Is there a way to fix the antibiotic resistance problem before some little bug fixes us? The answer is yes.
-Doctors should prescribe the most specific antibiotic possible. Targeted, or “narrow-spectrum,” antibiotics will kill the offending bug without sparking resistance among other bacteria living in the patient. This would call for greater use of susceptibility testing — exposing colonies of human pathogen to various antibiotics to see which kill the bacteria.
-Many people quit taking the drugs after the symptoms of their infection have disappeared, but some partly-resistant microbes might remain. If you quit taking your meds at that point, you’re allowing the partly-resistant organisms to survive and multiply.
-Use of common antibiotics first. If they work, there will be no need to expose the bugs to more recherché drugs.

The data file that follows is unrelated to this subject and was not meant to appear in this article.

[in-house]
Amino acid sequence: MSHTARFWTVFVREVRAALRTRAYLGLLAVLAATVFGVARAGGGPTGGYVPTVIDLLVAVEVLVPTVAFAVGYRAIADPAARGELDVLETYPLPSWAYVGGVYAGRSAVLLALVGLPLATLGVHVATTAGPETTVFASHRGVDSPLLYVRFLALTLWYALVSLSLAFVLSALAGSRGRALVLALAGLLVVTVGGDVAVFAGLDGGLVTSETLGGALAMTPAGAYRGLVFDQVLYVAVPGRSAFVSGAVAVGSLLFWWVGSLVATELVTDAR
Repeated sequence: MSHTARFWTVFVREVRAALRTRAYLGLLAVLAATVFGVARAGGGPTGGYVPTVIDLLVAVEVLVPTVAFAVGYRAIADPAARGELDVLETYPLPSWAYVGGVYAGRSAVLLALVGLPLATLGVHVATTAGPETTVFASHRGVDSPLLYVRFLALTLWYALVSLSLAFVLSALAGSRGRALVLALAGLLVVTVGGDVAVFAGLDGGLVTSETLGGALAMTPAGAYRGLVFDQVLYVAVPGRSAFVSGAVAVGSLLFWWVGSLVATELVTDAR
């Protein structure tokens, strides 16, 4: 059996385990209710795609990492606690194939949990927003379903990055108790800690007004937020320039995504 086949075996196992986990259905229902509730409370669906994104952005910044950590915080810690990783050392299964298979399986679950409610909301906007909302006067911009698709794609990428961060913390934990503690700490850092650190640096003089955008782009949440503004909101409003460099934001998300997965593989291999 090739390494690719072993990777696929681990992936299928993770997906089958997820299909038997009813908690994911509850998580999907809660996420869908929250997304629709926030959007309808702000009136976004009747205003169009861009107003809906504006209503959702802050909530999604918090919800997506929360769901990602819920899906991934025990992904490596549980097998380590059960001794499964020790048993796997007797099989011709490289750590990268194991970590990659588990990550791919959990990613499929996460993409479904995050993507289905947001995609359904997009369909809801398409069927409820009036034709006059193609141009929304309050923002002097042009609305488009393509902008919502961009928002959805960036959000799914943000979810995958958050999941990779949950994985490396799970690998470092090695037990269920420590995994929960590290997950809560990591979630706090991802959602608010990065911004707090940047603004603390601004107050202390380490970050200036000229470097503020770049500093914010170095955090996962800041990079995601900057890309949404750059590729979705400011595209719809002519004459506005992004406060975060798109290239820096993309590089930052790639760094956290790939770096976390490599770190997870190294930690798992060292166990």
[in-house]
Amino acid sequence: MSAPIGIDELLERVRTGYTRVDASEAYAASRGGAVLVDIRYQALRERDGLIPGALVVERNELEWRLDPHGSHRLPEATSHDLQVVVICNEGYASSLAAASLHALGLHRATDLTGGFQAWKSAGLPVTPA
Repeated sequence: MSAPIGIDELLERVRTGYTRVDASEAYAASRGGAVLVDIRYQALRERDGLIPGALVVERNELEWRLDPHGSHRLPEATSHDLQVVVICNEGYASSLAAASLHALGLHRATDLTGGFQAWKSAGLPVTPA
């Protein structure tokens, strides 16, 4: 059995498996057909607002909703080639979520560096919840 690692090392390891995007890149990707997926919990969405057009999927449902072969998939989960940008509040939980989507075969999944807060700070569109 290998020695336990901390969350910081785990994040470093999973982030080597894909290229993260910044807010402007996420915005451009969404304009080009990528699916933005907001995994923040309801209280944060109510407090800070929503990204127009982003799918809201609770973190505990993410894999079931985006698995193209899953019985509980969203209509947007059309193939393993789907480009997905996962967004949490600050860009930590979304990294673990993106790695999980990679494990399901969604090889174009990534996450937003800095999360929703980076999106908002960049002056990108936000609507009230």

-Improve infection control in hospitals. In other words, kill the bugs before they get inside patients. That can be done with ultraviolet lights, better sanitation, and putting patients with recalcitrant infections in isolation wards.
In addition, we need stricter policies to deal with the problem of over prescription, inappropriate and uncontrolled use of the drug and overzealous promotions by drug companies.
At the same time, governments and medical bodies should devise means and programmes to monitor, evaluate, control, and prevent hospital-based infections, while providing training and consultation for medical personnel on the appropriate and safe use of antibiotics. As antibiotic resistance knows no national boundaries, they should link up and cooperate with their counterparts, agencies and NGOs at home and abroad mutual in surveillance, research and training. Infectious disease specialists are hoping that new attention to the problem will lead to changes that slow the inevitable rise of resistance. The general prescription for controlling the problem includes changes in medical behavior to protect the power of existing anti-microbial weapons, increased research to find new killers for the little infectious killers, and reductions in non-medical uses.